Suppose that you have been assigned to calculate and interpret the cash flow metrics of ABC Company. Your first task is to estimate the Free Cash Flow to the Firm (FCFF) by using the firm’s Income Statement and Balance Sheet:
You start by looking for all the figures you need to calculate the FCFF. Some of the numbers you require are readily available in ABC’s Income Statement:
- Net Income = 368m
- Non-Cash Charges = Depreciation + Interest + Tax = 118m + 28m + 124m = 270m
- Interest Expense = 28m
Afterward, you derive the figures that are not immediately available:
- To obtain the tax rate, you simply divide the tax paid for the year by the profit before tax:
Tax rate = (124m / 492m) * 100% = 25%
- For the Working Capital Investment, you need the change in receivables, inventory, and payables. This is the difference between the amount of last year’s ending value and the amount of the current year’s ending value of an item. These amounts are recorded in the Balance Sheet:
Change in Receivables = 76m – 58m = 18m
Change in Inventory = 24m – 15m = 9m
Change in Payables = 6m – 12m = -6m
Working Capital Investment = Changes in Receivables + Changes in Inventory + Changes in Payables =
= 18m + 9m – 6m = 21m
- Finally, you work out the Fixed Capital Investment by calculating the changes in Property, Plant, and Equipment (PP&E) in a similar manner:
Fixed Capital Investment = Ending PP&E – (Beginning PP&E – Depreciation) = 1,296m – (1.336m – 118m) = 78m
As a matter of fact, all of the listed items can be found on the firm’s Cash Flow Statement. In this example, we did not take the shortcut because we wanted you to better understand the mechanics of the 3 financial statements. In reality, analysts would mostly refer to the Cash Flow Statement to obtain these figures.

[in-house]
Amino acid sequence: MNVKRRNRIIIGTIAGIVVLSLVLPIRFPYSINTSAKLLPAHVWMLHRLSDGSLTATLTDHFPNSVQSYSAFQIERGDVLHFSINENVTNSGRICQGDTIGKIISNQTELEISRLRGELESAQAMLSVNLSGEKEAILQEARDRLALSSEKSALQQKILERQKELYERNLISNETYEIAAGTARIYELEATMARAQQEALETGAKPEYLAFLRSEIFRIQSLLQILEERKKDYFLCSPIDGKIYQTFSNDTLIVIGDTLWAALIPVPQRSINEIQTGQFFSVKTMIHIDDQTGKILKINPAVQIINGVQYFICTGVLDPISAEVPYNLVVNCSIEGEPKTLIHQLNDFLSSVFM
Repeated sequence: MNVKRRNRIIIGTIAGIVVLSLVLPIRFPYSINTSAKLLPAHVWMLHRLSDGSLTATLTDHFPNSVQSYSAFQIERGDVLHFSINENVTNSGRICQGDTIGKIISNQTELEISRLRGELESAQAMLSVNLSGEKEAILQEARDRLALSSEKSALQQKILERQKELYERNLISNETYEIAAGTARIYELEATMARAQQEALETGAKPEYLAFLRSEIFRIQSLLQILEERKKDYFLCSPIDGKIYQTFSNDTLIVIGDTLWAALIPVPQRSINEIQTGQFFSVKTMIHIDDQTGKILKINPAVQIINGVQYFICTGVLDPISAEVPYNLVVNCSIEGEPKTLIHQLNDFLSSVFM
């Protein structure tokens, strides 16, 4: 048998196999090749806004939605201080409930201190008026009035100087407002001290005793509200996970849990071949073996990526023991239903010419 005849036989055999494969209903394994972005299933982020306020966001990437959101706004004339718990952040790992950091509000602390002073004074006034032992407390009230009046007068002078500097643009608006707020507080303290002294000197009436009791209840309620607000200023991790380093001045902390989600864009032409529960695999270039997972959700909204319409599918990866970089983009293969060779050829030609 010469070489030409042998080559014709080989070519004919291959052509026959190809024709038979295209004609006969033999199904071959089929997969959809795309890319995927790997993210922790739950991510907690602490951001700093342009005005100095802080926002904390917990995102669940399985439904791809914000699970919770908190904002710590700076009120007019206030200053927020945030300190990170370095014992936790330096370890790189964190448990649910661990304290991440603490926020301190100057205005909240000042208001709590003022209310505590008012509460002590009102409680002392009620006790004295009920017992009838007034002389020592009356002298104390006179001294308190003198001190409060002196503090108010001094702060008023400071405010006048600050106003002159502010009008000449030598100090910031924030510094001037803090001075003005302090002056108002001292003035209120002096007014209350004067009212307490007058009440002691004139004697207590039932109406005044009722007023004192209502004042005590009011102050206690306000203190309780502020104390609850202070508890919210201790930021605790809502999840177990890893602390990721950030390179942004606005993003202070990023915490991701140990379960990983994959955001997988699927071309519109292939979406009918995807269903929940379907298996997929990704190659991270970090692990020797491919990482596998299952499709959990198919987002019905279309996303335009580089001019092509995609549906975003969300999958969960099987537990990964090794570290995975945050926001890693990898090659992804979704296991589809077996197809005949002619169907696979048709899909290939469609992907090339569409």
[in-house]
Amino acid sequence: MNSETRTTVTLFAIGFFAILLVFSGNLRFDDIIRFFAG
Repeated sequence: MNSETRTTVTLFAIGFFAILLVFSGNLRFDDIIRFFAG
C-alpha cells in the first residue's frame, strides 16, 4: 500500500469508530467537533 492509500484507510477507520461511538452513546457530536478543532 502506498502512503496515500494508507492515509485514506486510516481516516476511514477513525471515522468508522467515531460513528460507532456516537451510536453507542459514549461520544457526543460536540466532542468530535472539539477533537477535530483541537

And so, having all the necessary information, you are now ready to calculate Company ABC’s Free Cash Flow to the Firm by using the following formula:FCFF = Net~Income + NCC + [Int times (1-tax~rate)] - FCInv - WCInv
FCFF = 368m + 270m + 28m *(1-0.25) – 21m – 78m
FCFF = 561.4m
Alternatively, you can use the cash flow from operations (CFO) figure directly from the Cash Flow Statement:
We know that CFO = Net Income + NCC - WCInv.
So, FCFF = CFO + [Int times (1-t)] - FCInv.
This is another useful formula you can use to calculate the Free Cash Flow to the Firm.
A business generates cash by selling goods and services, and a portion of these earnings goes to the company’s fixed and working capital. Any excess cash a firm has at hand after processing its operating expenses and re-investments in the business is classified as FCFF. With the Free Cash Flow to the Firm, an organization is at liberty to either pay for its debt obligations or distribute it as dividends to equity owners. That’s why investors are particularly interested in this indicator.
Generally, free cash flow measures are very useful for analyzing a firm’s ability to pay its stakeholders in cash. Thus, financiers often look into another measure, called the Cash Flow from Equity (FCFE). It is basically a more conservative iteration of the FCFF because it deducts debt-related payments in addition to subtracting working and fixed capital.